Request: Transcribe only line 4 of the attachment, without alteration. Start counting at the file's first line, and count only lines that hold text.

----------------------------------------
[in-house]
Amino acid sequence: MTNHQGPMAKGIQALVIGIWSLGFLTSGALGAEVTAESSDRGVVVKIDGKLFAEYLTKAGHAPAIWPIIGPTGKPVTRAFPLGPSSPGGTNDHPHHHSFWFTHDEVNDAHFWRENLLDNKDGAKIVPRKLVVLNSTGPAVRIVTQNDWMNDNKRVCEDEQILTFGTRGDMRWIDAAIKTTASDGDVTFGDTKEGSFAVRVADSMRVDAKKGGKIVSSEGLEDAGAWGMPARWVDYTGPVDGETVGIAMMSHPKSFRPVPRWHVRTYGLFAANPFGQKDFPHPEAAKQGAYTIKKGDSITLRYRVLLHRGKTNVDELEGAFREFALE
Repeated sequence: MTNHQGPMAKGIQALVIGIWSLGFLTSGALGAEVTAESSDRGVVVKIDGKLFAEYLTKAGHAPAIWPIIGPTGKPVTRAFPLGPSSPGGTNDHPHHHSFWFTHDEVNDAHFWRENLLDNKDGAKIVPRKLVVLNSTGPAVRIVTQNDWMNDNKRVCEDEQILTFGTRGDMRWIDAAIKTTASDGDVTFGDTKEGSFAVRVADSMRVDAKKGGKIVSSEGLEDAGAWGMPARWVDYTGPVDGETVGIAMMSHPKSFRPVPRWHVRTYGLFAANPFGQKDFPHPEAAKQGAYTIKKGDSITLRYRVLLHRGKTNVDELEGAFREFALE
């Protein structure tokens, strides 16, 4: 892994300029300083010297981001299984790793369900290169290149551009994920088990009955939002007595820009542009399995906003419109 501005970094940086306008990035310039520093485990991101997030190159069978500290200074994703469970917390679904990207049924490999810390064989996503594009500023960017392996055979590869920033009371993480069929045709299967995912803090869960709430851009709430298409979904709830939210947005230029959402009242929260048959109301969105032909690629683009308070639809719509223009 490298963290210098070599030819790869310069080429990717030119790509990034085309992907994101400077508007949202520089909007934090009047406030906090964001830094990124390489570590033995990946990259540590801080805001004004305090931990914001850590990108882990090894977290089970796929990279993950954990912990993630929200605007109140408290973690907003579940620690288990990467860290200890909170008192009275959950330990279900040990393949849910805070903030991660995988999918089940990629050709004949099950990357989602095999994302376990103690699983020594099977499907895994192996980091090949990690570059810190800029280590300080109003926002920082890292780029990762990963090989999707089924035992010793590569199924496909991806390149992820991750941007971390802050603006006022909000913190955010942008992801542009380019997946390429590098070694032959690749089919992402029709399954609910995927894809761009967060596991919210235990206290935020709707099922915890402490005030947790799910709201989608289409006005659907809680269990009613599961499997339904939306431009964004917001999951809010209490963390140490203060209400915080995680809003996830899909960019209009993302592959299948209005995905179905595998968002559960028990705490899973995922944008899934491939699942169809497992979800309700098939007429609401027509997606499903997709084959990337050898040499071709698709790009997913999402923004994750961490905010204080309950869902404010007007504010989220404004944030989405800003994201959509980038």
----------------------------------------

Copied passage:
């Protein structure tokens, strides 16, 4: 892994300029300083010297981001299984790793369900290169290149551009994920088990009955939002007595820009542009399995906003419109 501005970094940086306008990035310039520093485990991101997030190159069978500290200074994703469970917390679904990207049924490999810390064989996503594009500023960017392996055979590869920033009371993480069929045709299967995912803090869960709430851009709430298409979904709830939210947005230029959402009242929260048959109301969105032909690629683009308070639809719509223009 490298963290210098070599030819790869310069080429990717030119790509990034085309992907994101400077508007949202520089909007934090009047406030906090964001830094990124390489570590033995990946990259540590801080805001004004305090931990914001850590990108882990090894977290089970796929990279993950954990912990993630929200605007109140408290973690907003579940620690288990990467860290200890909170008192009275959950330990279900040990393949849910805070903030991660995988999918089940990629050709004949099950990357989602095999994302376990103690699983020594099977499907895994192996980091090949990690570059810190800029280590300080109003926002920082890292780029990762990963090989999707089924035992010793590569199924496909991806390149992820991750941007971390802050603006006022909000913190955010942008992801542009380019997946390429590098070694032959690749089919992402029709399954609910995927894809761009967060596991919210235990206290935020709707099922915890402490005030947790799910709201989608289409006005659907809680269990009613599961499997339904939306431009964004917001999951809010209490963390140490203060209400915080995680809003996830899909960019209009993302592959299948209005995905179905595998968002559960028990705490899973995922944008899934491939699942169809497992979800309700098939007429609401027509997606499903997709084959990337050898040499071709698709790009997913999402923004994750961490905010204080309950869902404010007007504010989220404004944030989405800003994201959509980038």